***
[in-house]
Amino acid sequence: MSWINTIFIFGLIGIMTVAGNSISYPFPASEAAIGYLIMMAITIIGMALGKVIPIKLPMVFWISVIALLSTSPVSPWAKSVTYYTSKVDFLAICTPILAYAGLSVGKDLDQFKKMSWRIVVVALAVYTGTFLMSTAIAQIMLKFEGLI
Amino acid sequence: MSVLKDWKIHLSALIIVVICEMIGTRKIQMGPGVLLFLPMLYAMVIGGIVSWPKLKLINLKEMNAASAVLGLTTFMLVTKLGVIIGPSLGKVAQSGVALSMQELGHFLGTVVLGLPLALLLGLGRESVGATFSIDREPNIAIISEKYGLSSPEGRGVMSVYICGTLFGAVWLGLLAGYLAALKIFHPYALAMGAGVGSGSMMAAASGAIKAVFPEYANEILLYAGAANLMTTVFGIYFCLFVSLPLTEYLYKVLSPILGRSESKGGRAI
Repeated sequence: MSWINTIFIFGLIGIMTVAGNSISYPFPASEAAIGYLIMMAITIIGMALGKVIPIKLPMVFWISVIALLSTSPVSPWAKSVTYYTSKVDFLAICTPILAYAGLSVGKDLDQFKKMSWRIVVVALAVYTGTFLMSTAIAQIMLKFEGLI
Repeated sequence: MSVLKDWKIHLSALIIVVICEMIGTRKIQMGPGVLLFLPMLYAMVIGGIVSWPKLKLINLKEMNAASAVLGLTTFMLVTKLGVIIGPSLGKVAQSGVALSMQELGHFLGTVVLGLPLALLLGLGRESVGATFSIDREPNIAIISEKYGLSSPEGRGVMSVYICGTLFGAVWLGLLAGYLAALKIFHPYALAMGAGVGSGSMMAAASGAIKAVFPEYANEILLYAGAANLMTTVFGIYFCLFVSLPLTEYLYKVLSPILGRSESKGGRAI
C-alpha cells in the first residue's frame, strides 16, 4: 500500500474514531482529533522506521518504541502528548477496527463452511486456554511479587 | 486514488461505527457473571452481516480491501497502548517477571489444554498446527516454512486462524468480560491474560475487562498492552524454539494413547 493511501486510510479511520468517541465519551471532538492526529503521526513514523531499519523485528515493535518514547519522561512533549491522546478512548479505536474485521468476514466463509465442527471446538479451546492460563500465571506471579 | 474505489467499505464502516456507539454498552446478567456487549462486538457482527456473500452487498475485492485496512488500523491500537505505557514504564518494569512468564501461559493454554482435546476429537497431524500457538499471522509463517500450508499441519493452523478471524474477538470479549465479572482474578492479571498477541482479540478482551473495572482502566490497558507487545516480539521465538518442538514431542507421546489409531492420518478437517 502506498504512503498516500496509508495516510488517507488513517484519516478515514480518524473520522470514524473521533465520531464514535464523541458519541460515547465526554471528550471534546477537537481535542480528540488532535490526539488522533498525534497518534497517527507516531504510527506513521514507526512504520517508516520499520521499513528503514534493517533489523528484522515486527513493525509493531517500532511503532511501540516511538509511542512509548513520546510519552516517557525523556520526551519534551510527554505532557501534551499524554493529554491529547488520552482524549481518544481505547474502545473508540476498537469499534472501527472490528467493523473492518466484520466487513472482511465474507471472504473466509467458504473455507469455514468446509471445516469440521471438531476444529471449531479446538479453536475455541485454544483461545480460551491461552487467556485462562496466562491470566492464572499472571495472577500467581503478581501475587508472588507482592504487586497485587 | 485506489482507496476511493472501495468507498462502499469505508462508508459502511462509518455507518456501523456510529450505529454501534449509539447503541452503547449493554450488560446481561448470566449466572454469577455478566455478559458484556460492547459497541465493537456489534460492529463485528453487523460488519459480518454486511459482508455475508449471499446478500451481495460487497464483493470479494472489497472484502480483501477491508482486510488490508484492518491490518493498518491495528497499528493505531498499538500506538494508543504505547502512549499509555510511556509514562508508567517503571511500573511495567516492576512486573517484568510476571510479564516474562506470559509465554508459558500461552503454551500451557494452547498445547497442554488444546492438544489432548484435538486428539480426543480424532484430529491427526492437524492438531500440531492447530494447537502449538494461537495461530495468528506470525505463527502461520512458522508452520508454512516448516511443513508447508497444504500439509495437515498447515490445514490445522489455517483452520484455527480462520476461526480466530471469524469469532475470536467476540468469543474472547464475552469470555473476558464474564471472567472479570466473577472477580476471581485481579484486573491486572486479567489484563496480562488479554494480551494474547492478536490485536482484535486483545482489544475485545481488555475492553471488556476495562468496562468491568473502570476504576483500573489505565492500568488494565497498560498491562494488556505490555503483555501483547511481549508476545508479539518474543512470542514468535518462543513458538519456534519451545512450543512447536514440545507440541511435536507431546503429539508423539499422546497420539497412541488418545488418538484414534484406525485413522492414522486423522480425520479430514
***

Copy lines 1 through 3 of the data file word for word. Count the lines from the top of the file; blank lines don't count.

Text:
[in-house]
Amino acid sequence: MSWINTIFIFGLIGIMTVAGNSISYPFPASEAAIGYLIMMAITIIGMALGKVIPIKLPMVFWISVIALLSTSPVSPWAKSVTYYTSKVDFLAICTPILAYAGLSVGKDLDQFKKMSWRIVVVALAVYTGTFLMSTAIAQIMLKFEGLI
Amino acid sequence: MSVLKDWKIHLSALIIVVICEMIGTRKIQMGPGVLLFLPMLYAMVIGGIVSWPKLKLINLKEMNAASAVLGLTTFMLVTKLGVIIGPSLGKVAQSGVALSMQELGHFLGTVVLGLPLALLLGLGRESVGATFSIDREPNIAIISEKYGLSSPEGRGVMSVYICGTLFGAVWLGLLAGYLAALKIFHPYALAMGAGVGSGSMMAAASGAIKAVFPEYANEILLYAGAANLMTTVFGIYFCLFVSLPLTEYLYKVLSPILGRSESKGGRAI